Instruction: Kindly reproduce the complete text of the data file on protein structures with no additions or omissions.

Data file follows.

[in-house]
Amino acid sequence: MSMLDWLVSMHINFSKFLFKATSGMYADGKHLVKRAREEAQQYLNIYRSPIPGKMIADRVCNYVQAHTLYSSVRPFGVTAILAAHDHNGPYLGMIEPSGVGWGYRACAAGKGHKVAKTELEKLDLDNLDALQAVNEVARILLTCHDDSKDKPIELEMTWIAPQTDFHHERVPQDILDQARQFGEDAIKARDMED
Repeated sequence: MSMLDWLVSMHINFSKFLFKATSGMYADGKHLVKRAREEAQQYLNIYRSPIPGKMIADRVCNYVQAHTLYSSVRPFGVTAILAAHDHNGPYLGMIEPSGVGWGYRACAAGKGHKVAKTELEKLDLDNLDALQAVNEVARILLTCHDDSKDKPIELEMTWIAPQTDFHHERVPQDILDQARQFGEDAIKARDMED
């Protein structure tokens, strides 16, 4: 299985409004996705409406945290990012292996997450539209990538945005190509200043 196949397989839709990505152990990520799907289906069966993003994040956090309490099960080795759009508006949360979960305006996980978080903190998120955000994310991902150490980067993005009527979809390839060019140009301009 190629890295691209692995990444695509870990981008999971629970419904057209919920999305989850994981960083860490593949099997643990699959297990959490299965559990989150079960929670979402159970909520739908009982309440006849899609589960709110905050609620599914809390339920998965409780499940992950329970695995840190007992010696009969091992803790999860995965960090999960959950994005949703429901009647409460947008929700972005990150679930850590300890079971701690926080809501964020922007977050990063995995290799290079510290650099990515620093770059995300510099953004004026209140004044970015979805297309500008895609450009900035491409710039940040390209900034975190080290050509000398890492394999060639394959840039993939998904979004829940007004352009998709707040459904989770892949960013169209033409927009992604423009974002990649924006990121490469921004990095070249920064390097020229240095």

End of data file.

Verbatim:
[in-house]
Amino acid sequence: MSMLDWLVSMHINFSKFLFKATSGMYADGKHLVKRAREEAQQYLNIYRSPIPGKMIADRVCNYVQAHTLYSSVRPFGVTAILAAHDHNGPYLGMIEPSGVGWGYRACAAGKGHKVAKTELEKLDLDNLDALQAVNEVARILLTCHDDSKDKPIELEMTWIAPQTDFHHERVPQDILDQARQFGEDAIKARDMED
Repeated sequence: MSMLDWLVSMHINFSKFLFKATSGMYADGKHLVKRAREEAQQYLNIYRSPIPGKMIADRVCNYVQAHTLYSSVRPFGVTAILAAHDHNGPYLGMIEPSGVGWGYRACAAGKGHKVAKTELEKLDLDNLDALQAVNEVARILLTCHDDSKDKPIELEMTWIAPQTDFHHERVPQDILDQARQFGEDAIKARDMED
């Protein structure tokens, strides 16, 4: 299985409004996705409406945290990012292996997450539209990538945005190509200043 196949397989839709990505152990990520799907289906069966993003994040956090309490099960080795759009508006949360979960305006996980978080903190998120955000994310991902150490980067993005009527979809390839060019140009301009 190629890295691209692995990444695509870990981008999971629970419904057209919920999305989850994981960083860490593949099997643990699959297990959490299965559990989150079960929670979402159970909520739908009982309440006849899609589960709110905050609620599914809390339920998965409780499940992950329970695995840190007992010696009969091992803790999860995965960090999960959950994005949703429901009647409460947008929700972005990150679930850590300890079971701690926080809501964020922007977050990063995995290799290079510290650099990515620093770059995300510099953004004026209140004044970015979805297309500008895609450009900035491409710039940040390209900034975190080290050509000398890492394999060639394959840039993939998904979004829940007004352009998709707040459904989770892949960013169209033409927009992604423009974002990649924006990121490469921004990095070249920064390097020229240095």